At Spark, we typically make early stage investments. That means before the product has been built and/or pre-revenue. Most of the time we are the first VC investors in a company. And in these investments we will invest between seed investments of $250k up to $5M-ish. Initially.

But we also keep some dry powder in our funds for larger, later stage investments as well. In this area we like to see a company that is executing their plan and where we can help the company step on the gas and scale the growing business.

This latter scenario is behind our latest investment at Verified Identity Pass which operates Clear. My partner Dennis led our investment in the company.

Clear is targeted at business travelers or frequent flyers. As a Clear member you won’t have to wait in airport security lines. For those of us that travel a ton that is a huge deal. That’s because Clear has an agreement with 18 U.S. airports and with the TSA.

Here’s how it works:

There is a 2-step enrollment process. First step is online and the second step is at the airport. Applicants create an online account and fill in basic bio info. Then you goto a Clear enrollment center (typically an airport for now) and bring 2 forms of government issued ID (passport and drivers license). Give them your fingerprints and they will also take your iris image. The annual fee is $128.

Once you are a Clear member you can sail through the airport security line. In some airports, Clear has their own specific lanes and in other airports the Clear customer service agents will help you with the bins and help you get thru the checkpoint. And wait there is more :). They will also help you gather your things after the checkpoint.

It’s a beautiful thing.

Clear is also offering more features for their subscribers in new markets.

But for me it’s all about getting through the lines at the airport.

After Muxtape

I miss Muxtape. To tell you the truth, I didn’t get Muxtape at first. I thought the UI was fantastic but I didn’t get how to navigate or discover.

Charles Forman told me awhile back that he would just open up 4-5 random muxtapes in the morning and then play and FF until he found tunes that he liked.

But then two things happened:

1. Muxfind came out which provided a great search engine for Muxtape

2. Muxtape added scrobbing so all of the music playback history was recorded in

After those two things, I was hooked.

But now it’s gone for now. Fortunately I never stopped using Hype Machine which is also integrated with & twitter. And I listen to songs from the folks I follow on Tumblr thanks to Streampad. Streampad isn’t yet integrated with but hopefully Dan has that on his todo list.

In the meantime, 8tracks seems to be getting a lot of attention. Here’s my first 8tracks mix. I like it. The best part is that I didn’t have to upload mp3s to create this mix but I had the option if I wanted to.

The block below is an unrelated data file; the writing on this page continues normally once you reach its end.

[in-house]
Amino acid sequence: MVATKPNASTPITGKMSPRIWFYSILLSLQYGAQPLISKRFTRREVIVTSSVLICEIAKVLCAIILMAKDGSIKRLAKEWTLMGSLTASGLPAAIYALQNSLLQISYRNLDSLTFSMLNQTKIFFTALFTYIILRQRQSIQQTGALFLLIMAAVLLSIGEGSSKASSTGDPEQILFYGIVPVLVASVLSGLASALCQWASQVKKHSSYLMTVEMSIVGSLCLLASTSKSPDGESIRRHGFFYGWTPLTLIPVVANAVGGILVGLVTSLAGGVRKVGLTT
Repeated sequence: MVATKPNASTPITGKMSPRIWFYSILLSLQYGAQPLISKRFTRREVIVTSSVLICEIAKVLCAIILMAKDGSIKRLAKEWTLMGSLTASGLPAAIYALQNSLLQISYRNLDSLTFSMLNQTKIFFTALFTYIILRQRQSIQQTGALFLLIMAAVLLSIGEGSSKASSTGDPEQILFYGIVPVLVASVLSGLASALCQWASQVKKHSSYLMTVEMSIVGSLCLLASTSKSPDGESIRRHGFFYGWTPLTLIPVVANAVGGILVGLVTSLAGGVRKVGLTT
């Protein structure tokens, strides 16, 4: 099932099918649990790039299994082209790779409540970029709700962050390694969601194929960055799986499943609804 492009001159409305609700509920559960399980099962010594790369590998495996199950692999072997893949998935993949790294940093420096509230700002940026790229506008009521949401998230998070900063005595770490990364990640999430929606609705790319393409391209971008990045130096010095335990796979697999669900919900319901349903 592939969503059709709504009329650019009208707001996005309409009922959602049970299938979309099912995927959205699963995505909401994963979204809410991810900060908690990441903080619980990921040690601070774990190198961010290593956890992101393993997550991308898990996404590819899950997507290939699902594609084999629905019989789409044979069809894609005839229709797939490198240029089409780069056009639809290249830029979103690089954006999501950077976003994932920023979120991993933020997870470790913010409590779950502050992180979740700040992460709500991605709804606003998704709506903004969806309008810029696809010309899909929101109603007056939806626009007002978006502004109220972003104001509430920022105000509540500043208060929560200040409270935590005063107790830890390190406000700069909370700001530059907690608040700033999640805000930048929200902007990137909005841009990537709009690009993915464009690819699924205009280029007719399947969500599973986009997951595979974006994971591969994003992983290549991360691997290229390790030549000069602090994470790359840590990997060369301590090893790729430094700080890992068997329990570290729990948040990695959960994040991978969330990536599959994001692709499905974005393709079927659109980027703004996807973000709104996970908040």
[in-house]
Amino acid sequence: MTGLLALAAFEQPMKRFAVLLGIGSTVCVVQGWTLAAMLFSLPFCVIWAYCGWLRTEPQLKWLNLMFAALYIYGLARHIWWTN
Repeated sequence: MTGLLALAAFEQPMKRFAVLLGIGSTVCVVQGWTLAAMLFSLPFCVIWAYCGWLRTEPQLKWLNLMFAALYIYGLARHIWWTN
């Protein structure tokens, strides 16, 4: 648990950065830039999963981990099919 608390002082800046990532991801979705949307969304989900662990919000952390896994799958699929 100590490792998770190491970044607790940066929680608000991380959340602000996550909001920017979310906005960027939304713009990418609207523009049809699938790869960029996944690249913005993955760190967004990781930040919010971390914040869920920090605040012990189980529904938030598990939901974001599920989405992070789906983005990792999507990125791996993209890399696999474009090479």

I wonder if I could create an 8tracks list from the people I follow on Tumblr.

Or what about a way to create a mix from my Tumblr tunes that could export and share with non-tumblr users.

Things to think about.

Bubble Tea

There is place just a down the street from my office that sells bubble tea. I love it and there are days that I literally crave it. Especially in the summer.

This afternoon was no different. So I added this tweet at the time.

I got a few @replies with some loving them and others not familiar. Then an hour ago, I noticed Greg Pass from Twitter wanting one as well.

So I decided to check Twitter Search to see if others had tweets about Bubble Tea too.

Interesting results.

It’s easy to be negative

Its often the case that early adopters are blasted for being part of the echo chamber or that products that initially target early adopters won’t translate into a mainstream audience.

I like products that build around early adopters and engage with an active community of users. It’s a great way to start. And there are plenty of success stories that followed that path.

And while those of us that are early adopters run the risk of being too optimistic – I would much rather hang out with those folks than the pessimists.

Over the weekend Alex Beam at the Boston Globe wrote a tough piece about Twitter. He’s entitled to his opinion about Twitter. There are plenty who probably share that view I imagine.

But the zinger in the article is when Alex states:

I think Twitter belongs to the category of Paradigm-Changing Technologies That Can Safely Be Ignored, like MySpace. It’s so 2002, no one goes there.

Huh? MySpace is a big deal. Many folks go there and while it may not be the darling of the tech blogs it’s a huge. They have 73 million users in the United States alone and revenue is large by any standards.

So while its easy to say negative things about new products and services, I have a suggestion for those that look at the glass as half full. Dare to be an optimist. Think different.

It’s more fun at least :)